Is there anything in trading that is as simple as the axiom to buy low and sell high? Perhaps not; but there is something on a similar level: borrowing funds on the cheap and reinvesting at a higher yield. That is the foundation of the popularised carry trade in foreign exchange trading; and it seems just as obvious. However, as they say, if it were that easy everyone would be doing it. And, in this case, everyone would be a millionaire.
So where does the complication come into this otherwise straightforward approach? First we need to understand the mechanics to this trade. The idea is to ‘short’ a currency with a low benchmark yield (often measured through overnight swap rates, rather than the central bank rates most people refer to) and to ‘go long’ a currency with a high rate. For the spot FX trader, the yield differential is earned when long the higher rate currency; and charged when long the lower yield currency.
That is simple enough. Alone, this is an obvious trade that would produce notable returns. However, there are two sides to this coin: the yield earned or paid on the carry and the capital gains and losses we incur as the exchange rate fluctuates. To gain exposure to the yield income, we need to take a position in the underlying exchange rate. And, for most spot traders, this entails substantial leverage. This gearing works to increase the steady yield income that is made on a daily basis; but it also amplifies the influence of the exchange rate swings. This is particularly problematic now, considering volatility behind the exchange rate has been exceptionally high while global interest rates are substantially reduced as a means to encourage growth, ease debt burdens and stimulate lending. The chart below illustrates this issue. We have the AUDUSD exchange rate (which is exposed to significant fluctuations outside of just the yield considerations) alongside the Deutsche Bank Carry Trade Index. Yield differentials alone do not define this strategy.
This brings us to the first and most rudimentary consideration: risk versus reward. While we can reasonably define the ‘reward’ component of this trade (the carry does not change much from day to day); the ‘risk’ is highly variable. If the loss in the exchange rate is greater than the yield for the day, then the trade is ultimately a losing one. This is especially true when leverage enters the picture. Many banks and professional money managers measure risk not in speculative forecasts for assets and exchange rates but instead on the volatility they expect from the position (under the belief that a big market move can be unfavourable as readily as it is favourable). That said, we should certainly take into account our speculative bias for the exchange rate.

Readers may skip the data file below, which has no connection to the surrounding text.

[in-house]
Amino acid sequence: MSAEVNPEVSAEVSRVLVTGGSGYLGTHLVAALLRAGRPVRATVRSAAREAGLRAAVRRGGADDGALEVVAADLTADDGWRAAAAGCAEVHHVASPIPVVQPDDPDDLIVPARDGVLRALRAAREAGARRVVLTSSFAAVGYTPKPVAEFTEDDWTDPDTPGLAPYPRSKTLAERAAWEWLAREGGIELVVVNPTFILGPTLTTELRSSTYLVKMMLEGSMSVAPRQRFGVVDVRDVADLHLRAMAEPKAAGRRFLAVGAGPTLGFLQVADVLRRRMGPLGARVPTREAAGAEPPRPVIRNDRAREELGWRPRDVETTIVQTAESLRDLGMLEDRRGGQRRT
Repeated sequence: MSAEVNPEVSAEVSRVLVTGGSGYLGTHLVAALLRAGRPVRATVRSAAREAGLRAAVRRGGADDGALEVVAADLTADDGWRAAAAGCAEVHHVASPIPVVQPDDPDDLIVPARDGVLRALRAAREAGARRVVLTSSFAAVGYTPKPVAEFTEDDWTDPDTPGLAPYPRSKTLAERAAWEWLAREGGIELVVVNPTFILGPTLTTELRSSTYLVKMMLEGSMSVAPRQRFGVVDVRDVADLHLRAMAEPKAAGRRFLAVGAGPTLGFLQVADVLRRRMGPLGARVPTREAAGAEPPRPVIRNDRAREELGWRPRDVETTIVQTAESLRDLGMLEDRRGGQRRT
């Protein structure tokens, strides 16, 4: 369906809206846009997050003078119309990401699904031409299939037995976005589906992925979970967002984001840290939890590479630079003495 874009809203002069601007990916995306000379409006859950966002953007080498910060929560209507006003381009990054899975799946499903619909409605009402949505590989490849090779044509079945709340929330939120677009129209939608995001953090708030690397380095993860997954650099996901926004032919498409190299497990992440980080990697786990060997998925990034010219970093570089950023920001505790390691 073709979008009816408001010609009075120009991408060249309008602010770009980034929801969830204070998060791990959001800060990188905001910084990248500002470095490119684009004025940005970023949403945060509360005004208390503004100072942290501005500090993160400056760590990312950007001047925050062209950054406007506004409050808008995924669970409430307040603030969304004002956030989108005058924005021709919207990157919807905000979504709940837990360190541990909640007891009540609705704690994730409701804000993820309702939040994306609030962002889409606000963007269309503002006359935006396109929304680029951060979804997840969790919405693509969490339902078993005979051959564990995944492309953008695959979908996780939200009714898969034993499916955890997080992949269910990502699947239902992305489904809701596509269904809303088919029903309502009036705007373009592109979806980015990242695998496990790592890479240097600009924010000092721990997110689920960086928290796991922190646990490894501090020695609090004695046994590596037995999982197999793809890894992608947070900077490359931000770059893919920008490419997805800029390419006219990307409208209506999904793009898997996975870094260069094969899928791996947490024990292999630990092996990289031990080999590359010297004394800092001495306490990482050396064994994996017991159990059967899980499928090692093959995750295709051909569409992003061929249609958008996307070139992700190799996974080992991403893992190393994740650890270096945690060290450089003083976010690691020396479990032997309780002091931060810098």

The risk / reward balance is not unique to the carry trade. It is the underpinning of all markets; and this connection offers a relatively straightforward analysis of whether a possible loss in the exchange rate exposure will offset the interest that can be earned. Given the fixed nature of the carry income and variable exchange rate risk; when traders are concerned that volatility will rise and capital will move away from investments, the result is an unwinding of carry trades. Part of this reversal of flow comes because it is simply expected that others will unwind their positions; and there is also the reality that market participants need to draw the capital out of this FX trade to place it in a safe place or cover losses in other exposures. In the end, this leads to a remarkably strong correlation between carry trade and global equities (as evidenced in the charts at right). Both are driven by expectations of ‘risk appetite’.
Moving forward, we should consider the global scene to assess what the carry trade holds in store. Starting on the reward or return side of the column, interest rate differentials around the world are rather anaemic. Australian and New Zealand dollars have the highest rates among liquid currencies; however both of these yields are under pressure as a global cooling in economic activity curbs activity locally and the threat of financial contagion from Europe strains nerves. This in itself wouldn’t necessarily be an issue as the potential for returns is drawn through the differential between the high and low rates. Yet, the low rates don’t have any further to fall as the US, Japanese and Swiss yields (all currencies used to fund carry trades during the good times) are essentially at zero. That means a global decline in rates will reduce spreads.
From the risk perspective, conditions are visibly worsening. The reduced capacity for return further amplifies the reality that the ‘reward’ component of the carry trade simply cannot compensate for the growing threat of a global financial crunch. Trouble seems to be growing out of the Euro Zone periphery countries; but the threat is truly a global one (similar to how the 2008/2009 crisis began in the US subprime market and spread from there). As fear takes over, volatility increases as panic is far more contagious than greed. The need to raise capital to cover margin on losses with other trades and the simple need to protect funds will draw capital out of the passive carry trade. This certainly looks like the path that the global financial markets are on now (not withstanding a few central bank interventions along the way).
Perhaps the carry trade isn’t as easy as it seems…
By DailyFX senior currency strategist John Kicklighter